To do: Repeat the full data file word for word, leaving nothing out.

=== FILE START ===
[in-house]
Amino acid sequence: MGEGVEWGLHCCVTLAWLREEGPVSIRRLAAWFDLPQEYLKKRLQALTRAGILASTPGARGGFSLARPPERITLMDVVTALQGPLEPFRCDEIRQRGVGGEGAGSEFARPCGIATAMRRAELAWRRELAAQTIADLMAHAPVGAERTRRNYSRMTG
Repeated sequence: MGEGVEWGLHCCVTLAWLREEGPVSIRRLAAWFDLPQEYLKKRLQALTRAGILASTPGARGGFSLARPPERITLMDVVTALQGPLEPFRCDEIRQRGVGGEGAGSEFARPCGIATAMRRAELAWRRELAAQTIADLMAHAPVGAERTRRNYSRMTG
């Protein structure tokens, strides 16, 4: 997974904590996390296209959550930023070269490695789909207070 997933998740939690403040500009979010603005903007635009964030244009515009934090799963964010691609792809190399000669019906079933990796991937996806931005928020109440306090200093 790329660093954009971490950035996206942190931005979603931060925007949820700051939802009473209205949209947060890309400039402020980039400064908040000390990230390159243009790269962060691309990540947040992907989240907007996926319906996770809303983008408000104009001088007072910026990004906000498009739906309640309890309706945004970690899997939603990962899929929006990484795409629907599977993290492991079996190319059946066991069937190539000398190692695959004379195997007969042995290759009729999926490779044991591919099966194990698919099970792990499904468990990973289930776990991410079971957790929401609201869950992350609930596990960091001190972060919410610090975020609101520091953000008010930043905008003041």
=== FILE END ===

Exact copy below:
[in-house]
Amino acid sequence: MGEGVEWGLHCCVTLAWLREEGPVSIRRLAAWFDLPQEYLKKRLQALTRAGILASTPGARGGFSLARPPERITLMDVVTALQGPLEPFRCDEIRQRGVGGEGAGSEFARPCGIATAMRRAELAWRRELAAQTIADLMAHAPVGAERTRRNYSRMTG
Repeated sequence: MGEGVEWGLHCCVTLAWLREEGPVSIRRLAAWFDLPQEYLKKRLQALTRAGILASTPGARGGFSLARPPERITLMDVVTALQGPLEPFRCDEIRQRGVGGEGAGSEFARPCGIATAMRRAELAWRRELAAQTIADLMAHAPVGAERTRRNYSRMTG
């Protein structure tokens, strides 16, 4: 997974904590996390296209959550930023070269490695789909207070 997933998740939690403040500009979010603005903007635009964030244009515009934090799963964010691609792809190399000669019906079933990796991937996806931005928020109440306090200093 790329660093954009971490950035996206942190931005979603931060925007949820700051939802009473209205949209947060890309400039402020980039400064908040000390990230390159243009790269962060691309990540947040992907989240907007996926319906996770809303983008408000104009001088007072910026990004906000498009739906309640309890309706945004970690899997939603990962899929929006990484795409629907599977993290492991079996190319059946066991069937190539000398190692695959004379195997007969042995290759009729999926490779044991591919099966194990698919099970792990499904468990990973289930776990991410079971957790929401609201869950992350609930596990960091001190972060919410610090975020609101520091953000008010930043905008003041």